There is a great movie hidden inside “The Past,” written and directed by Asghar Farhadi, but it is nowhere in sight during the first hour. While part of the mystery involves a subtle shift in perspective, much of the exposition and rising action are just above standard marriage drama material that is occasionally interesting because there the plot proves fluid. Just when one expects that the screenplay has settled and is ready to explore its current track, it gets derailed and the subject is an entirely different beast.
Such an approach is not always effective. Part of the problem is this: just when the material is about hit on a particular insight about Marie’s relationship with the two men, it moves on and so we are deprived of the intricacies of human drama. It is a shame because Ahmad, Samir, and Marie are all hurting in some way. They tend to hang onto delusions and hope that when enough time passes, somehow the problems will be less severe or end up working themselves out. This breeds a lot of frustration inside them. Notice how Marie and Samir deal with the children when they do something wrong. It is as if some of the words the parents use to chastise their children are supposed to be aimed at themselves.
I enjoyed how the kids are written. Instead of functioning as mere background characters or relying on cute, it shows that they are capable of real thoughts. They hear the ugly fights between the adults. Afterwards, they think about the words thrown around. The scene involving Fouad talking about a machine keeping his mother alive has real gravity. He seems to have a lot of anger and a part of it is a lack of closure. We get the sense that neither Marie nor Samir has really talked to him about what being in a coma means and what it might entail.
The drama comes into focus—finally—during the latter half where the search for the truth is vigorous and intense. No easy answer or solution is offered. The closer we look at the characters, their exhaustion is all the more apparent. At some point I wondered if they even really cared about the truth anymore. Did they just want to fight because it is a state they have gotten accustomed to? Is it the easier alternative? But then the camera focuses on Samir and the way he deals with the information that faces him. The final scene is memorable but it is without a shadow of doubt that it could have been a lot more meaningful if the rest of the picture had been as astutely written and executed.
Despite a handful of highly engaging scenes, “Le passé” still feels too long. This can be attributed to the tease that is the first half, peeling off layers and getting us to think it will move forward a certain way only to dispose of it. It gets exhausting—and annoying—after a while and so when the strong second half comes around we spend some our time and energy being doubtful instead of fully engrossed.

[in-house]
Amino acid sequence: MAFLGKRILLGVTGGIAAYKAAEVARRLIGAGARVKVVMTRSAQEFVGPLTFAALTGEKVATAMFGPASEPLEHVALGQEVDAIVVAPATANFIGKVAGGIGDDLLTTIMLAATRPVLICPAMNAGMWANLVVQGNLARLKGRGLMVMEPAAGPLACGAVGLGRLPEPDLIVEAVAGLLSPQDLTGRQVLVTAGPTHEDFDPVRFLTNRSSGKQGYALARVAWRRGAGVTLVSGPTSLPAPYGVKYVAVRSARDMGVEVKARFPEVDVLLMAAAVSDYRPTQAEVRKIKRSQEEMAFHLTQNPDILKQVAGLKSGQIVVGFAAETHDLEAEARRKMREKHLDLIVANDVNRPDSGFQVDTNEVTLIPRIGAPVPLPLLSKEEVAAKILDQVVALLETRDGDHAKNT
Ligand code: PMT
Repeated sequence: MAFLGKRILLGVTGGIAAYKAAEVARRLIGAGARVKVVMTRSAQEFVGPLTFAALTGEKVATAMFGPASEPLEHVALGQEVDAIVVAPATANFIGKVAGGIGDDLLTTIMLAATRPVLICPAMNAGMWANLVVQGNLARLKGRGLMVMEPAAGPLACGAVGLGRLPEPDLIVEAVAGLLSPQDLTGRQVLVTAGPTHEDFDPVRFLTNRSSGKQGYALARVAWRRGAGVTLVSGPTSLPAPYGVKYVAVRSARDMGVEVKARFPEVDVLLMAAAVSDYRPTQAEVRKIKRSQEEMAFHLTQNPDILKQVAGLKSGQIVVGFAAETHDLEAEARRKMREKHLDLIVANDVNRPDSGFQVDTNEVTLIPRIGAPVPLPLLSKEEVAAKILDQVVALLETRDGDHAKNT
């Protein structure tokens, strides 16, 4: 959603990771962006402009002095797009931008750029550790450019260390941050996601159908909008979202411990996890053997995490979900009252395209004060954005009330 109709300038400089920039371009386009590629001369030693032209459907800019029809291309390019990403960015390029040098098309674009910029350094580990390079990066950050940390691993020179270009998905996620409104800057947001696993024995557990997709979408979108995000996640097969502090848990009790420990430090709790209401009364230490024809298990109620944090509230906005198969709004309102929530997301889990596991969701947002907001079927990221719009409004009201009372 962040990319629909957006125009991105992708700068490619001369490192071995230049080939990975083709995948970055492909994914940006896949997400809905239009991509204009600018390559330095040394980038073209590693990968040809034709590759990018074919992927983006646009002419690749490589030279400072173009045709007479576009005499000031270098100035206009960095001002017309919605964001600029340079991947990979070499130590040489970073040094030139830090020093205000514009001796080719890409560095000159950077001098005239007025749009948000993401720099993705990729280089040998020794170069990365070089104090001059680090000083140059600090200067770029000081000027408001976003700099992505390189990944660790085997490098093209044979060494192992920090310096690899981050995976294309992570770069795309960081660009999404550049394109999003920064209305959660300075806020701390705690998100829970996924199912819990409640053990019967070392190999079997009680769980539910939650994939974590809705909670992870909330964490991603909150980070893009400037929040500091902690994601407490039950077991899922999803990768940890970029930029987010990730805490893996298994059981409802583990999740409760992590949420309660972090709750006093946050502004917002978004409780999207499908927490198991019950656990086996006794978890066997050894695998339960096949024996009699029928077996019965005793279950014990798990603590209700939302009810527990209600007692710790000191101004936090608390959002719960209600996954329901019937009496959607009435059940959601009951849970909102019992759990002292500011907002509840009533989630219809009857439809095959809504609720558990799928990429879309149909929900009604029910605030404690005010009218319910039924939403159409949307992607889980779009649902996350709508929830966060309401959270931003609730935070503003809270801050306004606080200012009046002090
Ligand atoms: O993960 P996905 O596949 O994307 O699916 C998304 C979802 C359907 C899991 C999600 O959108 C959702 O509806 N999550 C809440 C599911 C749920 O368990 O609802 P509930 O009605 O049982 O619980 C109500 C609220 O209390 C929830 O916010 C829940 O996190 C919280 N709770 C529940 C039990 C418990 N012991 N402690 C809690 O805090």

A Separation (2011)
★★★★ / ★★★★
Together for fourteen years, Simin (Leila Hatami) filed a divorce against Nader (Peyman Moadi) because she was convinced that their daughter, Termeh (Sarina Farhadi), could have better future abroad. Nader, adamant that Termeh could flourish in Iran, wouldn’t sign the papers and the judge believed that Simin’s reason for getting a divorce was simply not an irreconcilable difference. Simin moved back to her mother’s house which meant Nader’s father (Ali-Asghar Shahbazi), inflicted with Alzheimer’s disease, needed a new caretaker. Recommended by Simin’s friend, Razieh (Sareh Bayat), with child for four months, was hired last-minute by the desperate Nader, a decision that proved to be more trouble than what he bargained for. “A Separation,” written and directed by Asghar Farhadi, captured human drama at its finest because the filmmakers were able to present conflict as is, from the beauty and ugliness of strong relationships to the uncertainty of new ones, without using a typical dramatic parabola as a crutch to make the material more digestible. From its opening scene, the screenplay bristled with implications. For instance, the husband and wife faced the camera, the judge, as they tried to convince him that their respective side was right. Although we heard the judge’s voice, not once did we have a chance to lay eyes on him. In other words, the writer-director forced us to take the role of the arbiter, trusting us that we were capable of listening, wise enough to be aware that each side had their share of truths and inaccuracies, and consider that perhaps it was too soon to submit a final evaluation of what scant information we’ve been handed. Its opening scene was so important in setting the tone and level of intelligence of the rest of the picture, every time an important event occurred, I found myself looking back at Simin and Nader’s faces as they tried to communicate their sadness and anger while grappling with the fact that they still cared for one another. I admired that the spouses were not caricatures in that they were constantly out to get each other and readily available for yet another irritating screaming match just because one thing did not go his or her way. It was easy to feel that a divorce did not simply mean a chance to erase what they had. These were smart and sensitive adults with real values and principles. We may not always understand or agree where they were coming from, but that was a part of the film’s theme: the attempt to put oneself in another person’s shoes and how tragic it can be for us, as well as for those closest to us, if we choose to treat or think of others like they are less than. Ultimately, despite verbal exchanges so full of rage and vitriol, the film was an advocate of peace: peace in terms of our relationship with those who are strangers to us, with people we learned to care about, and, perhaps more importantly, peace in our own minds. Can we truly lead a happy life without peace of mind? Have you ever had a day when you constantly found yourself looking over your shoulder? I did, for about six months, and it was such a dark period in my life, I considered several escape routes that scared me to the bone. Even now, just thinking about it, I remain grateful to have persisted. If there was anything I learned from that experience, it was that having and enjoying a peace of mind is a state so evanescent, keeping it requires hard work. “Jodaeiye Nader az Simin” posed big questions by focusing on two small families, but it offered no convenient answer. Even through the credits, I found my ears begging to hear one. Like its knack toward delivering suspense but avoiding cheap thrills, there was not a cheap answer here. What we get from the experience is equal to what we put into it.